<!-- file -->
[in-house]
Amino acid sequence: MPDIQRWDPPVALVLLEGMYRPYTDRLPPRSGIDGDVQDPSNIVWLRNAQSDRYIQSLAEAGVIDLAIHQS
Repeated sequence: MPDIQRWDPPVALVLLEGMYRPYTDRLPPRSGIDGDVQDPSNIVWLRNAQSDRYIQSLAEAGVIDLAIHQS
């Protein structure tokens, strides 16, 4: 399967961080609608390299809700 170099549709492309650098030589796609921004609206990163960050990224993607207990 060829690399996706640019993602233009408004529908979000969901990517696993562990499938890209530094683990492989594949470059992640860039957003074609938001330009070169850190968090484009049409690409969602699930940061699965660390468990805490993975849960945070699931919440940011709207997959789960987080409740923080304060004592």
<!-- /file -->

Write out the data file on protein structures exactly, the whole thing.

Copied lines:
[in-house]
Amino acid sequence: MPDIQRWDPPVALVLLEGMYRPYTDRLPPRSGIDGDVQDPSNIVWLRNAQSDRYIQSLAEAGVIDLAIHQS
Repeated sequence: MPDIQRWDPPVALVLLEGMYRPYTDRLPPRSGIDGDVQDPSNIVWLRNAQSDRYIQSLAEAGVIDLAIHQS
């Protein structure tokens, strides 16, 4: 399967961080609608390299809700 170099549709492309650098030589796609921004609206990163960050990224993607207990 060829690399996706640019993602233009408004529908979000969901990517696993562990499938890209530094683990492989594949470059992640860039957003074609938001330009070169850190968090484009049409690409969602699930940061699965660390468990805490993975849960945070699931919440940011709207997959789960987080409740923080304060004592």